“I started my storytelling career as a ballerina, and so physical storytelling was how I told stories for the first part of my life,” said Theron. “There’s a gratifying nature in going back to that kind of storytelling that I really appreciate.”

To Theron’s point, between and during action scenes, “The Old Guard” keeps its focus on the inner lives of its characters. Theron plays the role of Andy, short for Andromache of Scythia, a centuries-old immortal soldier who has all but given up on humanity. Providing contrast is fellow immortal and member of Andy’s mercenary team, Yusuf Al-Kaysani, played by the Dutch-Tunisian actor Kenzari.

Al-Kaysani, now going by the name “Joe,” has weathered eternity by finding and committing to love, avoiding the nihilism that is consuming Andy. This borderline character-study is a refreshing addition to the action movie landscape.

“I always look at my movies and go ‘If we watch this in ten years will it feel modern? Will it hold up?’” Theron said. “I think that’s a good way to look at films. You want to stay in that world where you don’t date a film, but still you still want it to be interesting.”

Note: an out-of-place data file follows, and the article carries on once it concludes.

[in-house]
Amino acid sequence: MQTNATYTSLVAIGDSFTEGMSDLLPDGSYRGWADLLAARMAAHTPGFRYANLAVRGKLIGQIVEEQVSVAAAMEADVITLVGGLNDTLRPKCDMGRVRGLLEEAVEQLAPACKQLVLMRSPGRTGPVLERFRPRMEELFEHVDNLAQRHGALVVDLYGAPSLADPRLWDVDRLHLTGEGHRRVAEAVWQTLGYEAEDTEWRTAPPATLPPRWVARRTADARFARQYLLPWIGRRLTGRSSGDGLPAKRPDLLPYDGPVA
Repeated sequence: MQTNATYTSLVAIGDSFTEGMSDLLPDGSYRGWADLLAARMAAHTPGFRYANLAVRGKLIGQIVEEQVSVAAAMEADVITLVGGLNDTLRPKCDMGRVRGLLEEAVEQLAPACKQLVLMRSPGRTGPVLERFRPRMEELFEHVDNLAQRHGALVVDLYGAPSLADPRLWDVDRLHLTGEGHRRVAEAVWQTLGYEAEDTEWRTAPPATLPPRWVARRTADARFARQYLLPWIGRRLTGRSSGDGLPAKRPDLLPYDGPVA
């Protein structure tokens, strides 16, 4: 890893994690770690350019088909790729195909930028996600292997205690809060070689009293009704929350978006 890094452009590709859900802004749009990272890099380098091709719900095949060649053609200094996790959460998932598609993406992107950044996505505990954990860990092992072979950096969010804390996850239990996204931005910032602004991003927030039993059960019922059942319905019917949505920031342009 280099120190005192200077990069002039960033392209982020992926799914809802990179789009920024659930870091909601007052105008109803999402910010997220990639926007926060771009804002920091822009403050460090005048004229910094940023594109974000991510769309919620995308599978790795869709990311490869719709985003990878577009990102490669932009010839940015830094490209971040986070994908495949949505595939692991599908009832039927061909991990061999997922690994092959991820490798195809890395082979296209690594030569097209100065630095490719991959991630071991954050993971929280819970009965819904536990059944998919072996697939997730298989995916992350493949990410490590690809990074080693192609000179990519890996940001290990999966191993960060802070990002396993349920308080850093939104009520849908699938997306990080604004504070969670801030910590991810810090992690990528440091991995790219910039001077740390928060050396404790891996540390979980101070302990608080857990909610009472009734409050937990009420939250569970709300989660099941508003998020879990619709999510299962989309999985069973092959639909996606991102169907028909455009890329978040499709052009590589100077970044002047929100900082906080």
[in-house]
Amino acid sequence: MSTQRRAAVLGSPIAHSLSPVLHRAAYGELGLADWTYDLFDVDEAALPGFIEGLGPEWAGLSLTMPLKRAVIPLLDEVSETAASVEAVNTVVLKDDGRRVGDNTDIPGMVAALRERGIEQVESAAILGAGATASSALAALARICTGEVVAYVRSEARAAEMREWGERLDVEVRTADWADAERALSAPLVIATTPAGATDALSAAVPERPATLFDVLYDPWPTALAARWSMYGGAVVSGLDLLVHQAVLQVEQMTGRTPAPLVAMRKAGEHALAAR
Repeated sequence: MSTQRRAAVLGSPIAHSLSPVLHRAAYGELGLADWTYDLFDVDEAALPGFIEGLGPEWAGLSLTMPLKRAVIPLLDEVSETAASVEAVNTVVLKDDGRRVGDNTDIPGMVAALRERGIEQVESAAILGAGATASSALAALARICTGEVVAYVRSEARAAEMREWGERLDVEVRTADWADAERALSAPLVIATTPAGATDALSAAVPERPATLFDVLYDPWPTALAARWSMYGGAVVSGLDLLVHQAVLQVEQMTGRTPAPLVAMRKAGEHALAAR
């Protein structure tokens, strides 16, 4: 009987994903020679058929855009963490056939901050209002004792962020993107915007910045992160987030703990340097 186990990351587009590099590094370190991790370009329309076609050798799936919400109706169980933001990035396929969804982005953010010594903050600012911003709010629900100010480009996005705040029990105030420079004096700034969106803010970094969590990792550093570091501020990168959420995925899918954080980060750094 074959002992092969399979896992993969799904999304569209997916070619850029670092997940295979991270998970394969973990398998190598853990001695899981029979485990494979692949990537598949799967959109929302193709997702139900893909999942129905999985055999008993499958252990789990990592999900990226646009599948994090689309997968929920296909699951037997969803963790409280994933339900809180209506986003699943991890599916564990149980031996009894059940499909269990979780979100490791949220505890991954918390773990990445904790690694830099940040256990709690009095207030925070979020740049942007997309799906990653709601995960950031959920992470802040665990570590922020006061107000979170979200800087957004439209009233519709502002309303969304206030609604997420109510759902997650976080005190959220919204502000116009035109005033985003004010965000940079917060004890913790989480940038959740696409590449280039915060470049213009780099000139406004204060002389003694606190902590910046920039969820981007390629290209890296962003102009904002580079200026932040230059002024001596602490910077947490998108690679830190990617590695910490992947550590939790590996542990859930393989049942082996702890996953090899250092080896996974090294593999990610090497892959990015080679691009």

“The Old Guard” marks another leading action role for Theron. Supplied

Theron credits the success of “The Old Guard’s” characters to screenwriter Greg Rucka, who, alongside artist Leandro Fernández, created the graphic novel from which the film is adapted.“I felt like the story really informed what she would look like and feel like. I can’t take any credit for creating her,” Theron said about Andy. “Greg really wrote a character that to me felt of this world and felt timeless.”

Recognition is also owed to director Gina Prince-Bythewood, whose previous films consist mostly of dramas such as “The Secret Life of Bees.” Between and during the action scenes of the mercenaries struggling to avoid capture by the corrupt head of a pharmaceutical company and discovering a new immortal born in the modern day, Prince-Bythewood is able to bring grounded emotional performances out of her actors, particularly Theron and co-star Kiki Layne.

“I see so much potential for women in the genre because it’s not as compartmentalized as I think people want to make it,” Theron said of the action movie world. With exciting action and complex characters, “The Old Guard” is a film that the cast and crew deserve to celebrate. However, just as we were forced to conduct the interview via video chat, the cast has been unable to see each other in months.

“We’ve worked together so intensely for a while and then we haven’t seen each other for a couple of months, almost a year actually so you kind of miss that,” said Kenzari. “You want to see each other. You want to celebrate the work that you’ve done together.”           

Until they are able to hold an in person premiere party, Theron, Kenzari, Layne and the other minds behind “The Old Guard” have to be content with seeing their film and each other via computer screen.

“The Old Guard” came out Friday, July 10, on Netflix.